Call this, Martin St. Louis Agonistes.

The reigning Art Ross Trophy holder sat in his stall following the Rangers’ practice on Saturday in Calgary, and delivered a stream of consciousness in addressing yet again the difficulties he has encountered since joining the Rangers at the trade deadline 13 games ago … 13 scoreless games ago.

As has been the case since his arrival, St. Louis was earnest in searching for the words to describe the transition from Tampa Bay to New York. He was earnest and unbowed. If nobody told him it was going to be easy, surely no one suggested it was going to be this hard for the 38-year-old future Hall of Famer to find his game wearing the Blueshirt.

“I haven’t gone through this in a long time, so it’s a little bit of unchartered territory, meaning that I haven’t experienced that type of adversity in a long time,” said St. Louis, who will rejoin Brad Richards and Carl Hagelin for Sunday night’s match against the Oilers. “It reminds me a lot of [2005-06] after the lockout, when we won the Stanley Cup [in 2004] and I had won a lot of individual awards.

“That next year, I felt like everybody was watching you. It was a tough year. But I came out of that one and I know I’m going to come out of this,” he said. “I’m getting tested mentally, no doubt. I have to keep fighting. I’m going to come through this as a better player.”

St. Louis won his first Art Ross in 2003-04 with a 94-point season in which he scored 36 goals. In 2005-06, he dropped to 61 points (31 goals, 30 assists), but did finish with a rush, scoring 11 goals in his final 15 games. So as he attempts to accommodate himself to new surroundings, new teammates and a new beginning, St. Louis reaches back into his past.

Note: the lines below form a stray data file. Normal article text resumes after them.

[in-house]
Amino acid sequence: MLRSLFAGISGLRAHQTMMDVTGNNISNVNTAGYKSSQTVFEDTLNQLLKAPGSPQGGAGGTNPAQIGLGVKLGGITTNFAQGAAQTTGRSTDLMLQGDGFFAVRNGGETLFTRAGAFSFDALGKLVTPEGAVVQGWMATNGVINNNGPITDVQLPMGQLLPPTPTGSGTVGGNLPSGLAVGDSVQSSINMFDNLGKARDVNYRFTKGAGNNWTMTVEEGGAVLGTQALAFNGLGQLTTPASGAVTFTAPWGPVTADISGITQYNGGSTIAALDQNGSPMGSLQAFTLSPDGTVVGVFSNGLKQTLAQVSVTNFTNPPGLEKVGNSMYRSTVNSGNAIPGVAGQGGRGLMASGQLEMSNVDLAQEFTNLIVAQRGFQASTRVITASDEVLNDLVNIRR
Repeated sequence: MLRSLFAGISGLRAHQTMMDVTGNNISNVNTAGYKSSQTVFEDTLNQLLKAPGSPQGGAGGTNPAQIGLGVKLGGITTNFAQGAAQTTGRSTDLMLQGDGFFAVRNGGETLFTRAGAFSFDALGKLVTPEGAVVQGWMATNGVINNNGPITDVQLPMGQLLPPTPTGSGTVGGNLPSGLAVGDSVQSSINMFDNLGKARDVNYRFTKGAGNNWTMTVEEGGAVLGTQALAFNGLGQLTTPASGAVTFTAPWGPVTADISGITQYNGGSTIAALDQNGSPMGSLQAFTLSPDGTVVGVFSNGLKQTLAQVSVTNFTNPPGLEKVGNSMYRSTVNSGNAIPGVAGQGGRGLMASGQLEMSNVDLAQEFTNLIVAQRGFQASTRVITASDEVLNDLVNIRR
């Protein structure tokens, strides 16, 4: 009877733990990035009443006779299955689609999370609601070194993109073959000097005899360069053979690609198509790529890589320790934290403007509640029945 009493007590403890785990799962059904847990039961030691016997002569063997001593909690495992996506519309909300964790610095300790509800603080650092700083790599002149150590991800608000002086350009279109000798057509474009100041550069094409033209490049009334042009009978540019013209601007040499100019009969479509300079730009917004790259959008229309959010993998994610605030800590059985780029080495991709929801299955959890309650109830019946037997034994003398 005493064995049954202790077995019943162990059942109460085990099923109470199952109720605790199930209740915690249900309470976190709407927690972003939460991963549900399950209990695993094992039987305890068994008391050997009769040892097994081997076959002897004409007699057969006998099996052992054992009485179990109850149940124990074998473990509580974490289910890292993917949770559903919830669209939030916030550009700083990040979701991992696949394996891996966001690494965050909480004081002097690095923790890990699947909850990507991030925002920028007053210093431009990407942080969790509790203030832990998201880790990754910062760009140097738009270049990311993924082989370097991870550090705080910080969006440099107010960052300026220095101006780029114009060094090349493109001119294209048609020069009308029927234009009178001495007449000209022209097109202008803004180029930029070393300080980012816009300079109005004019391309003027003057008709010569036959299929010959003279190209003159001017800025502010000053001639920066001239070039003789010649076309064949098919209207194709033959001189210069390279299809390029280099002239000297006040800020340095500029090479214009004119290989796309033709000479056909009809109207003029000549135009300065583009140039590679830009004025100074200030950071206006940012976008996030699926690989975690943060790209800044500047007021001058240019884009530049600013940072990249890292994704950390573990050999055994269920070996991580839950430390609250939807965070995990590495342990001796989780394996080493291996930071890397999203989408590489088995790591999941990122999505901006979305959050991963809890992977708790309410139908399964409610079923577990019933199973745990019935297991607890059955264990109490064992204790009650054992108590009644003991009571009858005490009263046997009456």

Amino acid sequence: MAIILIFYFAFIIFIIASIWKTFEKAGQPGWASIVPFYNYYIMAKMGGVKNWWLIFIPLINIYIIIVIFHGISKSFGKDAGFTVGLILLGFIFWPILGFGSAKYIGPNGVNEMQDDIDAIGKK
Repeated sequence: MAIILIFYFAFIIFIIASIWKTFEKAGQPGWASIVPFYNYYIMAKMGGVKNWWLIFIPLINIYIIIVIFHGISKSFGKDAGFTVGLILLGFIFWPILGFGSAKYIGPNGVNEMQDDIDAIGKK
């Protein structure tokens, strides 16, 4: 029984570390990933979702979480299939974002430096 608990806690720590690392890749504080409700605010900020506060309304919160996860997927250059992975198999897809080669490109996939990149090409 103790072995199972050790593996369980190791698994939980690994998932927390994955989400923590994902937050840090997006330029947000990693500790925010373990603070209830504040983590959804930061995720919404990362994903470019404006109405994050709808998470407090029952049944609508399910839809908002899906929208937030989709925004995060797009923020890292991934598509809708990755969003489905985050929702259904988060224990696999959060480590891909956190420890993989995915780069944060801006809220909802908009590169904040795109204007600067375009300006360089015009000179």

And the Blueshirts will reach back to the winger’s past with Richards in order to attempt to ease the transition. St. Louis played his first four games as a Ranger with his friend Richards and Hagelin before bouncing to lines centered by Derick Brassard and Derek Stepan.

Every one of the winger’s linemates has been fixated on helping him. It hasn’t helped anyone, even if the Rangers are 8-4-1 with him in the lineup. So Alain Vigneault is going back to the future, going back to the firm of Richards and St. Louis.

“I didn’t talk about it with AV, but in my opinion I think I’m in the best position to try and help Marty get going,” said running buddy and co-Cup winner Richards. “I can handle it.

“I know him better than anyone. I’m confident it will work. I’ve got my game back in order with Hags,” said No. 19, the best Ranger in Friday’s 4-3 defeat to the Flames. “Thinking about it, that first game he had a couple of good looks and if he had scored we’d be in a different situation. Everyone has been trying too hard to make it work.”

St. Louis has tried to accommodate his game to complement his various linemates. The last thing he wants to be is a disruptive influence. But in doing so, he’s not playing instinctive hockey. He never seems to have the puck in open ice. There comes a time where you just have to be yourself and let it fly.

“It’s easier said than done, and there’s a fine line. But I have to find that line and once I do, I have to play my game and go with it,” said St. Louis. “I don’t like this situation at all, maybe I’m overthinking it. I’m consumed by it. I’m a hungry guy.”

There is, according to St. Louis, at least one silver lining associated with the move to New York.

“The good thing is that everybody, my family, and my kids are adjusting really well,” he said. “It’s better to have the struggles on myself than my loved ones.”